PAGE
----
The throughput on the smallest size Inf1 instance—xlarge—is 2 times higher than that of the largest g4dn instance evaluated —8xlarge—at 12 times less the cost per 1000 images. Comparing the two best options, inf1.xlarge and g4dn.xlarge, inf1 has 72% lower cost per 1000 images, or a 3.57 times better price to performance compared to the lowest cost GPU option. The following table summarizes these findings.
|Image process time [seconds/image]||0.0703||0.0677||0.0656||0.1708||0.1526||0.1477||0.1427|
|1000 Images processing time [seconds]||70.3||67.7||65.6||170.8||152.6||147.7||142.7|
On demand cost
|$ 0.368||$ 0.584||$ 1.904||$ 0.526||$ 0.752||$ 1.204||$ 2.176|
Cost per 1000 images
|$ 0.007||$ 0.011||$ 0.035||$ 0.025||$ 0.032||$ 0.049||$ 0.086|
The chart below summarizes the throughput and cost per 1000 images results for the xlarge and 2xlarge instance sizes.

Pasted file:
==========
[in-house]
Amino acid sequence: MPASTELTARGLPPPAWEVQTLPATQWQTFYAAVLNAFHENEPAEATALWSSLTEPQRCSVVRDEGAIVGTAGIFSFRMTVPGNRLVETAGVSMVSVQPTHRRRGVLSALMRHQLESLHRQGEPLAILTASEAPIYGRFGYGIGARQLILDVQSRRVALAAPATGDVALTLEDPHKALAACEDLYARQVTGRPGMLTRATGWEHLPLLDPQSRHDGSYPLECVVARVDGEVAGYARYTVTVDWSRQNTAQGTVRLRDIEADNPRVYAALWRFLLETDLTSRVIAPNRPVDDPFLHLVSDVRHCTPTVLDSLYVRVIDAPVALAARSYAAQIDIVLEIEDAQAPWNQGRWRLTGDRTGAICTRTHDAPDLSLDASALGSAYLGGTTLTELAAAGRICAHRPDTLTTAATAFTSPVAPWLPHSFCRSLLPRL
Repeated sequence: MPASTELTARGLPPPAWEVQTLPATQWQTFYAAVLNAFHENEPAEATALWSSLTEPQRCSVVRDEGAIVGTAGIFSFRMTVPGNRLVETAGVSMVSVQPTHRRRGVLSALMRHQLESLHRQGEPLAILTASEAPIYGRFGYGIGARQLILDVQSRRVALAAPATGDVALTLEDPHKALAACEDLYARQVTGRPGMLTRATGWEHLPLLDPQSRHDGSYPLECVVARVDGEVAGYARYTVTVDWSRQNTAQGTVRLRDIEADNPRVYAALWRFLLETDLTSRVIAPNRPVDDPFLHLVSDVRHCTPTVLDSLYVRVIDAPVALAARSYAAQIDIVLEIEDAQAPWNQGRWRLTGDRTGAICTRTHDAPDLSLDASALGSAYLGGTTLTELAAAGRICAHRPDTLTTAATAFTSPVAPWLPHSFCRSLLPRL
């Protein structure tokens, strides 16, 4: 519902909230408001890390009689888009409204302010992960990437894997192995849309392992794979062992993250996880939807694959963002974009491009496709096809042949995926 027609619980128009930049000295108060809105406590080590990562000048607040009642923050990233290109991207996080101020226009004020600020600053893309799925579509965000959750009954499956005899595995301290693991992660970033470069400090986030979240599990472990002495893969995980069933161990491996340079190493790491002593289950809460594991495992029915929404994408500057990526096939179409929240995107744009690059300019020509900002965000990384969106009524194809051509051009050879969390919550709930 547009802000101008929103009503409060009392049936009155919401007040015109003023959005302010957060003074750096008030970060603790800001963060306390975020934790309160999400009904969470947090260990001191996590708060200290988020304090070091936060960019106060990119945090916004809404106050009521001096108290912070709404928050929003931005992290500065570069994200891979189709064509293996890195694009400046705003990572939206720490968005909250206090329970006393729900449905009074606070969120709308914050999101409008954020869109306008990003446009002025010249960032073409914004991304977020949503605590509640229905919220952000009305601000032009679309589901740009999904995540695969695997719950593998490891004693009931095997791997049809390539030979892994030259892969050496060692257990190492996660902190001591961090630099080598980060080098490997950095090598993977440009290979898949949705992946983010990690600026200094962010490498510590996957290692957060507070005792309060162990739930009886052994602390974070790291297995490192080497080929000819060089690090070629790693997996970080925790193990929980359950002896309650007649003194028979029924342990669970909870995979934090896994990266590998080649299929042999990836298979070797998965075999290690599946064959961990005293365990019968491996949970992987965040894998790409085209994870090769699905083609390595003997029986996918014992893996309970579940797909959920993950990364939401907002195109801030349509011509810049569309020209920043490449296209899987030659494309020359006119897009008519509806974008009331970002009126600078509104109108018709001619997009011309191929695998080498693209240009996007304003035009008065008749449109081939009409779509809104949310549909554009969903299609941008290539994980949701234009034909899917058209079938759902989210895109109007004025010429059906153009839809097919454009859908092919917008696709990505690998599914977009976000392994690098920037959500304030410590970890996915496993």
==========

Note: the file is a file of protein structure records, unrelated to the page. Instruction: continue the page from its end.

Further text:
We further reduced the image-processing cost and increased throughput of the
tf-pose-estimation on an Inf1 instance by taking a data parallel approach to the end-to-end pipeline. The values shown in the preceding table relate to the use of a single AWS Inferentia processing core—a Neuron core. The benchmarked instance has four, so it’s wasteful to use only one. Our test with embarrassingly parallel implementation of the main()function call using the Python joblib library showed linear scaling up to four threads. This pattern increased the throughput to 56.88 FPS and decreased the cost per 1000 images to below $0.002. This is a good indication that better batching strategy can further improve the price-performance ratio of OpenPose on AWS Inferentia.